The Perpetual Crisis: Early and Modern Ideas on Education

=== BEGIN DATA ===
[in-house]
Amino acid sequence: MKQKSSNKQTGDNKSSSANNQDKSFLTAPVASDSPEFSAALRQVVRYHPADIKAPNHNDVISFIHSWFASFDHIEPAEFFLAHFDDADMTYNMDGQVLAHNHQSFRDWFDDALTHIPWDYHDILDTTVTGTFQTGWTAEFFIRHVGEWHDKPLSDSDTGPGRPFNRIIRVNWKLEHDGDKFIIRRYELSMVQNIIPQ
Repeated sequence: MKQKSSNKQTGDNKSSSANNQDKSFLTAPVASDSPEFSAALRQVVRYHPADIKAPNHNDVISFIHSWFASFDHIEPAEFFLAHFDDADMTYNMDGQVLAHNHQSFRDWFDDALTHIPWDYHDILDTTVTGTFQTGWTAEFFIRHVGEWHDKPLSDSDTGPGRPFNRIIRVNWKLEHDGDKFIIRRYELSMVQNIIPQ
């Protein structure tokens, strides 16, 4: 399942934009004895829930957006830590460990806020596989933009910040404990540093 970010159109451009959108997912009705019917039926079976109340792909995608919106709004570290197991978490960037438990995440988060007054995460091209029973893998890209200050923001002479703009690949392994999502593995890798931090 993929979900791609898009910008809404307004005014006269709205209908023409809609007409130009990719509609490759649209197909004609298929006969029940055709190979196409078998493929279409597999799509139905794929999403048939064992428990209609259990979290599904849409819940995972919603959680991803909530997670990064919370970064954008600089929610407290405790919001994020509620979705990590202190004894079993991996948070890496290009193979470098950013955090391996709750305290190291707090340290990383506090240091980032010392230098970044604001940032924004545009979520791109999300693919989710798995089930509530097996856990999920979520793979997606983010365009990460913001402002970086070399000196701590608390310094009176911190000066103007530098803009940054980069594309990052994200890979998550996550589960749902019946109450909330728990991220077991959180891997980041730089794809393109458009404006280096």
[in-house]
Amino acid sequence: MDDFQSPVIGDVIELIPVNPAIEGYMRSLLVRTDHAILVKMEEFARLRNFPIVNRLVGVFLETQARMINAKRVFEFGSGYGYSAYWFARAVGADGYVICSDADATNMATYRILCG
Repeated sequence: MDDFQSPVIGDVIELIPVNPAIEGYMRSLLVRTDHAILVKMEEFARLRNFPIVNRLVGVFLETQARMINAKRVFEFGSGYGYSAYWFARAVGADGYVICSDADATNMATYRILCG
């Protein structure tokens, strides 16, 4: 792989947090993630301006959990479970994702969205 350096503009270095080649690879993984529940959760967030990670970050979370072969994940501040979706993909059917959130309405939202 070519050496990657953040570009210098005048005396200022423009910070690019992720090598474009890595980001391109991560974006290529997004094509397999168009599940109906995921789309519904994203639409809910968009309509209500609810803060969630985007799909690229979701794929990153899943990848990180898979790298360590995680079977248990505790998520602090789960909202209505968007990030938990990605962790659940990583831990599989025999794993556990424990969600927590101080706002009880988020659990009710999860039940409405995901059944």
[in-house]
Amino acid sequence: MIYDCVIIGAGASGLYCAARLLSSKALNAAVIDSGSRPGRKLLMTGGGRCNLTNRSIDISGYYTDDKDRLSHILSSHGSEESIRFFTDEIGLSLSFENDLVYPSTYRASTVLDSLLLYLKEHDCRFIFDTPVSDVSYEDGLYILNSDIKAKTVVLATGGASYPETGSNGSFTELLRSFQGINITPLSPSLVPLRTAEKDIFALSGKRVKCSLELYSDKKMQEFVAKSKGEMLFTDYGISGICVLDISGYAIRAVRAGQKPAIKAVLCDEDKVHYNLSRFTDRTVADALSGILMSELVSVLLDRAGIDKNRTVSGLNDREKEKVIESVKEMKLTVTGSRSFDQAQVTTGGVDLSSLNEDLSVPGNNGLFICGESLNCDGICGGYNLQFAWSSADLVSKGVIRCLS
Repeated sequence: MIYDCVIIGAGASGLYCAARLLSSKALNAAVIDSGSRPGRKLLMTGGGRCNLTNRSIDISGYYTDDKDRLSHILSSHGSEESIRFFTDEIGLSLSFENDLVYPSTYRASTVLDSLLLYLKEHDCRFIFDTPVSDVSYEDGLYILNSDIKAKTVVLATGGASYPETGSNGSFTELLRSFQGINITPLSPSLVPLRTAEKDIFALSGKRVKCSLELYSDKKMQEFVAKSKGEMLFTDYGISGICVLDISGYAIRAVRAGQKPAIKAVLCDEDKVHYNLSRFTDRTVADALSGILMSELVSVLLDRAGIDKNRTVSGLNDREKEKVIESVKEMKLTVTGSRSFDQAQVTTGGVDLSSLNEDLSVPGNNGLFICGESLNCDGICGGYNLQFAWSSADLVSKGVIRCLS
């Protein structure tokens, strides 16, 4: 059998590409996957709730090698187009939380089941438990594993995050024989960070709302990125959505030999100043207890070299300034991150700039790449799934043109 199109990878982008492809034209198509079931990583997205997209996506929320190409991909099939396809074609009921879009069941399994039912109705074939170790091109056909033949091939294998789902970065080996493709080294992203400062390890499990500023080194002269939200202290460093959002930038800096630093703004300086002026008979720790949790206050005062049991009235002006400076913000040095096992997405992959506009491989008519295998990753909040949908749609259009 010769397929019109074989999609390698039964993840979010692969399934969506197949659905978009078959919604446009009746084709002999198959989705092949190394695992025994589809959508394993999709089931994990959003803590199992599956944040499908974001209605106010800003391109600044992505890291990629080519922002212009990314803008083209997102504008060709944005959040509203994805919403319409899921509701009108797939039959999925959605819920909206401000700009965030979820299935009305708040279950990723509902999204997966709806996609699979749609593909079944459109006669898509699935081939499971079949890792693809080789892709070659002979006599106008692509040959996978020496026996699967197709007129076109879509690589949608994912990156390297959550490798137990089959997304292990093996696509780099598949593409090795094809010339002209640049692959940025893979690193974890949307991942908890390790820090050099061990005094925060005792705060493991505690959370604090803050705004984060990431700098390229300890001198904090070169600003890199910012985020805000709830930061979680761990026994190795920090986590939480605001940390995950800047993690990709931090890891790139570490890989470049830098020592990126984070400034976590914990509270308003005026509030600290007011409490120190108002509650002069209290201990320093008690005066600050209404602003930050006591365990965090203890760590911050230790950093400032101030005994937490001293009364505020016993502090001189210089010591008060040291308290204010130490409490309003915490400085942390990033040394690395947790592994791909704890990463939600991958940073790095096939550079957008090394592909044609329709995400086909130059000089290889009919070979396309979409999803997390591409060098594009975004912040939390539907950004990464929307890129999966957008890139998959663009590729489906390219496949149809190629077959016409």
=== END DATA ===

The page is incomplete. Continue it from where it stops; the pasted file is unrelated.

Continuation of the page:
Introduction: An underlying belief on the positive relationship between educating the young, on the one hand, and the economic, political, and cultural survival of a nation-state, on the other, seems present in virtually all modern and modernizing societies in the world (Chabbott & Ramirez, 2000). In the United States, this belief takes on many forms, but chief among them is the idea that education in science, technology, engineering, and math (STEM) plays a vital role in the health and preservation of the country as a whole (Holdren & Lander, 2012). This belief can be justified, to some extent, by how reliant we all have become on the products of STEM disciplines. A democratic society in which large numbers of people are dependent on using these products but are otherwise unfamiliar or uncomfortable with the scientific and technological principles behind them is arguably setting itself up for failure.